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Nudging societally relevant behavior by promoting cognitive inferences

Pieter Van Dessel, Yannick Boddez & Sean Hughes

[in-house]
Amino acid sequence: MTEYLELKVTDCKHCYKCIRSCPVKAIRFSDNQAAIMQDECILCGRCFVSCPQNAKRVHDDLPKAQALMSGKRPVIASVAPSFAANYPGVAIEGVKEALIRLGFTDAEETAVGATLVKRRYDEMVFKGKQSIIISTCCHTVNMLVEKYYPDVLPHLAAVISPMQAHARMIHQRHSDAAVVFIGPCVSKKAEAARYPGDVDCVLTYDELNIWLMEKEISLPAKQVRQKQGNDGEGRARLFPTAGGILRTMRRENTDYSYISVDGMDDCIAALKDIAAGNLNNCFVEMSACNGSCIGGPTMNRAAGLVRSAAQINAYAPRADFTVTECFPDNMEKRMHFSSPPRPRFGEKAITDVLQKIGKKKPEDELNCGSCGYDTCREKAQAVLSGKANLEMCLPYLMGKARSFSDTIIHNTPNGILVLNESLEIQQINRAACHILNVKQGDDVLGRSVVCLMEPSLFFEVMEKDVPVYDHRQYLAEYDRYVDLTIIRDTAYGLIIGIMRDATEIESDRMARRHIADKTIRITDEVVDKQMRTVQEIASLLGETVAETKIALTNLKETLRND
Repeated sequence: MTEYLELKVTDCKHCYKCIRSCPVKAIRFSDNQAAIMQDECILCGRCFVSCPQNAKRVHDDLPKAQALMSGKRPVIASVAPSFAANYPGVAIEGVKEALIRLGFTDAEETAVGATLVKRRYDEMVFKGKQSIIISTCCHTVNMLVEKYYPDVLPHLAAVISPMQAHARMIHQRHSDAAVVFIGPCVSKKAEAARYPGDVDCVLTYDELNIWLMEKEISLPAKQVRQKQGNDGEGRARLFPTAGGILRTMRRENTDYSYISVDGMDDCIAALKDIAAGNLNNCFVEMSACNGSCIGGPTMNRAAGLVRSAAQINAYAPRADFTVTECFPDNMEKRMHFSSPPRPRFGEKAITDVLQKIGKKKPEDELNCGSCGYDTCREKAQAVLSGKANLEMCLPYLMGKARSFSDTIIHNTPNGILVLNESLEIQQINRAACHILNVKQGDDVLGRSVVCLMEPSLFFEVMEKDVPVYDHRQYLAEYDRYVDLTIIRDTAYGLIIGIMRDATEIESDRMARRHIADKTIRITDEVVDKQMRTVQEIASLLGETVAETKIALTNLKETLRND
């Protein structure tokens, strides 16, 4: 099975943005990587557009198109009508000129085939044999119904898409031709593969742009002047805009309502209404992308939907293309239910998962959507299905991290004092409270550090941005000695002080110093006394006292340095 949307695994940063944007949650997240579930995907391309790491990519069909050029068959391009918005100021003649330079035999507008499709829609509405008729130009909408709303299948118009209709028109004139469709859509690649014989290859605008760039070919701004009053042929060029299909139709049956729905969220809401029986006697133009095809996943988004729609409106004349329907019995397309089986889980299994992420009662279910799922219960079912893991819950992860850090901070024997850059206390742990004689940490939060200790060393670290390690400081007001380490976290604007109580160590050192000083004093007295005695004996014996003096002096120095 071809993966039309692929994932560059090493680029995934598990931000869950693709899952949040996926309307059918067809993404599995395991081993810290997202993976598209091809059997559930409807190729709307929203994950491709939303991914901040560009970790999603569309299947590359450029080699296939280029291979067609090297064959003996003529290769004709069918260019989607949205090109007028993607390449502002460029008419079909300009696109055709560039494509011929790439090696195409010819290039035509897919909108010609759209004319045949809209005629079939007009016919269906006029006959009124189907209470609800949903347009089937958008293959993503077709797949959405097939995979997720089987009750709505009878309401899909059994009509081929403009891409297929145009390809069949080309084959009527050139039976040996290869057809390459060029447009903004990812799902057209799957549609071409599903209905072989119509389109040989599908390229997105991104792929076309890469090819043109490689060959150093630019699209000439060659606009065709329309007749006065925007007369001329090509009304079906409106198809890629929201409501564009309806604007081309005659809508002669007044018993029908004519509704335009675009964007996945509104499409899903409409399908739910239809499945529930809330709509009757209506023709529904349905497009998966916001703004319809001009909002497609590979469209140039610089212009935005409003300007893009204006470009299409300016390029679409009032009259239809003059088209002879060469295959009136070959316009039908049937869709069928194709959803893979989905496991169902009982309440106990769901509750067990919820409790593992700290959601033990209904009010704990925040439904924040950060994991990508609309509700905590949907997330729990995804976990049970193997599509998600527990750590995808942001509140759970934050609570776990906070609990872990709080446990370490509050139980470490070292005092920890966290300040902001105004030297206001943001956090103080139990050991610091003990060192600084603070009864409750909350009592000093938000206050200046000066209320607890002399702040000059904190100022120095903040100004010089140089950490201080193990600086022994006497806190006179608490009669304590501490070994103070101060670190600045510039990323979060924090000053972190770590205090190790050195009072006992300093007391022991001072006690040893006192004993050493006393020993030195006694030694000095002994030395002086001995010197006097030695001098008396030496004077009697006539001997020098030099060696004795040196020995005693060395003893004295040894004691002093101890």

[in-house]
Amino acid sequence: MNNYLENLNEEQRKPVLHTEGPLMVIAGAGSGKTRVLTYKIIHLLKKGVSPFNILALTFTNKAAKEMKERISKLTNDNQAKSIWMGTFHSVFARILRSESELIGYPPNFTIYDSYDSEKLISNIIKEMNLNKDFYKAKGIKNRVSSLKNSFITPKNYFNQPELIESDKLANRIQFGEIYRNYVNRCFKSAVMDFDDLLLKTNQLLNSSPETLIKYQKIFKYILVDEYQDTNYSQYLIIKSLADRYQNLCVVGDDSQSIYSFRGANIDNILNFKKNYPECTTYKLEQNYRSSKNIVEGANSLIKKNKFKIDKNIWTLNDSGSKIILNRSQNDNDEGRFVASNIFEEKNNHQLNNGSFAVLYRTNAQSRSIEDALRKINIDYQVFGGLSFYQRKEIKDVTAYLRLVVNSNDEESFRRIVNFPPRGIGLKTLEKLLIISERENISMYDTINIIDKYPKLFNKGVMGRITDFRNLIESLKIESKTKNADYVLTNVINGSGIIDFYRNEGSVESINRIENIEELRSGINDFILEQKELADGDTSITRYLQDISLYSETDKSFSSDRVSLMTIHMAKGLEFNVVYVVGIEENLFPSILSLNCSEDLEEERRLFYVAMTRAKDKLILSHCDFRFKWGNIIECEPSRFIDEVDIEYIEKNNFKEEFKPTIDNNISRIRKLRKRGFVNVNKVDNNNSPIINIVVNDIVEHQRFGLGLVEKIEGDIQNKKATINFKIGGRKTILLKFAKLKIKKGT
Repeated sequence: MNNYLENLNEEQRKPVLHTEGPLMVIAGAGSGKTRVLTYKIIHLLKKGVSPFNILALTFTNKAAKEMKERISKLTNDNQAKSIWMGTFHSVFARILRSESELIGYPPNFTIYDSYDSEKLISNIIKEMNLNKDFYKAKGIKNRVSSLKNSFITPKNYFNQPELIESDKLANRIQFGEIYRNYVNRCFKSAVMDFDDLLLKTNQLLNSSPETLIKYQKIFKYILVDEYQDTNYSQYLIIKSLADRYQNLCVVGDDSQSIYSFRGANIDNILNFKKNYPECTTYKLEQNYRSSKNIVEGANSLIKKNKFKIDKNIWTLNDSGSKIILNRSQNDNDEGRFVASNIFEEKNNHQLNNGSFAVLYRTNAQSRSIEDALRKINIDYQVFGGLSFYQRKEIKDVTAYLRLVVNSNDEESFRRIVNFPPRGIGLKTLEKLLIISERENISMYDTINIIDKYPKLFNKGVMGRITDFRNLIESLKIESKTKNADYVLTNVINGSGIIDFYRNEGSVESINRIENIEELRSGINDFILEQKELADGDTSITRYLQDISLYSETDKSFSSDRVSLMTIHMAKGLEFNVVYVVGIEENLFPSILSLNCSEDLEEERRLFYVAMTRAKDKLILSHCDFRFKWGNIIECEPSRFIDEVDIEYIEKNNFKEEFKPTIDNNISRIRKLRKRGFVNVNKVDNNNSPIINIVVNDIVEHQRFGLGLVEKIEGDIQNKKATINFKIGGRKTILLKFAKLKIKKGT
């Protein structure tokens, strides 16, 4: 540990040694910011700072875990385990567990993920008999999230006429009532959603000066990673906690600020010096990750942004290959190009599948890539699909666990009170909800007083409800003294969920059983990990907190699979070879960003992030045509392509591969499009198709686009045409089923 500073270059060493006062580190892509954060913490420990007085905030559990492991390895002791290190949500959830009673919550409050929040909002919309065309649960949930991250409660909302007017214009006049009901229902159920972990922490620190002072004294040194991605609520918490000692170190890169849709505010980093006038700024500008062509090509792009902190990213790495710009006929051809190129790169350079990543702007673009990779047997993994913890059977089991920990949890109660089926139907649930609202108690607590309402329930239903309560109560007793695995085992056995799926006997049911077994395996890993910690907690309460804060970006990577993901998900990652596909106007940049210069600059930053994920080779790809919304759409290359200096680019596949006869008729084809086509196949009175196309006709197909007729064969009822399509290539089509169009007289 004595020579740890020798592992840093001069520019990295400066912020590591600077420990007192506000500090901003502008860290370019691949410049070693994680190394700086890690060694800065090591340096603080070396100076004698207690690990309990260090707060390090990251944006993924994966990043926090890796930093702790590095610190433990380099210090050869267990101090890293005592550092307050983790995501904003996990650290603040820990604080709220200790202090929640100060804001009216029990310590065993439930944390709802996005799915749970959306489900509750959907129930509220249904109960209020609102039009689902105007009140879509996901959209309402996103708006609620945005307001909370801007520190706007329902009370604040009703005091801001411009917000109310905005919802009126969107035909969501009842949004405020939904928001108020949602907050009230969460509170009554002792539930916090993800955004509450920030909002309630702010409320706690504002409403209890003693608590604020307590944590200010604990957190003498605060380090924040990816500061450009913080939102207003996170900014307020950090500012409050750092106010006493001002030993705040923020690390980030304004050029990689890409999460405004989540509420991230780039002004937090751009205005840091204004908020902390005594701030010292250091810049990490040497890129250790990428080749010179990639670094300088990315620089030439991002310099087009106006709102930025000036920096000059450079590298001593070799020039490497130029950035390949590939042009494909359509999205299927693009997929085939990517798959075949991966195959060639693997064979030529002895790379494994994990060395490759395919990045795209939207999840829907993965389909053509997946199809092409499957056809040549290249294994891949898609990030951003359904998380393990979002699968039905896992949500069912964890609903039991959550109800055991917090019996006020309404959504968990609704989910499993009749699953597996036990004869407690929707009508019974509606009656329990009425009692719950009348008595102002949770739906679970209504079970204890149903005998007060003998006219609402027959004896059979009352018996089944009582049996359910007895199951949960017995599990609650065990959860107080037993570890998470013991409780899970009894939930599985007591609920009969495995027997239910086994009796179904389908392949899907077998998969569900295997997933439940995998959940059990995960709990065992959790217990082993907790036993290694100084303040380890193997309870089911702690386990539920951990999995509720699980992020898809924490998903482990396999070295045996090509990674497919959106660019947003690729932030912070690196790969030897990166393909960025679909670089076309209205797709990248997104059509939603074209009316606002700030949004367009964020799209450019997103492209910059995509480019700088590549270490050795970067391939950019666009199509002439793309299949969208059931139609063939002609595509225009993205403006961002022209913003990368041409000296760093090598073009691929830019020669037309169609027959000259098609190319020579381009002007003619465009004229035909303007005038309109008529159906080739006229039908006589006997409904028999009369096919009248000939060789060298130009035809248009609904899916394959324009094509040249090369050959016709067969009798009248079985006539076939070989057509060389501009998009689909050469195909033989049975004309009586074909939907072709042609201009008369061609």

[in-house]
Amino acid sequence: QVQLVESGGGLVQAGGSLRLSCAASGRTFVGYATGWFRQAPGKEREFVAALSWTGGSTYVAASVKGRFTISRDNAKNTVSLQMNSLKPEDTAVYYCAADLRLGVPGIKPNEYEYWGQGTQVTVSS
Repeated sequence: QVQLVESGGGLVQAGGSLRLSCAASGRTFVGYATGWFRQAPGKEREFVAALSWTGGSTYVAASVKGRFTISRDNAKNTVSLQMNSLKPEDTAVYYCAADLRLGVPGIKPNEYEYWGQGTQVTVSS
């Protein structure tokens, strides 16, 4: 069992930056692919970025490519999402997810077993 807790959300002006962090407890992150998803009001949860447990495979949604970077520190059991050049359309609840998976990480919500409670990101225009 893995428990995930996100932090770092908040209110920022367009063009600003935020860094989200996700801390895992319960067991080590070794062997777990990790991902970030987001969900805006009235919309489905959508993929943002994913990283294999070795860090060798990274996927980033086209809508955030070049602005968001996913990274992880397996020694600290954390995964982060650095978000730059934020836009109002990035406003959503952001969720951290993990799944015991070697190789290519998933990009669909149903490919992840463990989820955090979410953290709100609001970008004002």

Effective behavioral interventions are essential to address urgent societal challenges. Over the past decade, nudging interventions (i.e., arranging the environment to promote adaptive behavioral choices) have surged in popularity. Importantly, effective application of the nudging approach requires clear guiding principles with a firm basis in behavioral science. We present a framework for nudging interventions that builds on evidence about the goal-directed inferential processes underlying behavior (i.e., processes that involve context-dependent inferences about goals and the actions available to achieve these goals). We used this framework to develop nudging interventions that target context-relevant cognitive inferences. We examined the effectiveness of these inference nudging interventions for promoting two important types of societal behavior: pro-environmental actions and adherence to COVID-19 guidelines. As predicted, two online studies revealed that inference nudging interventions successfully increased energy conservation (Study 1) as well as social distancing during the COVID-19 crisis (Study 2). A field experiment found that inference nudging interventions increased hand disinfection in a real-life store during the COVID-19 crisis (Study 3). Our findings highlight the importance of applying state-of-the-art insights about the (inferential) determinants of behavior in behavior change interventions.

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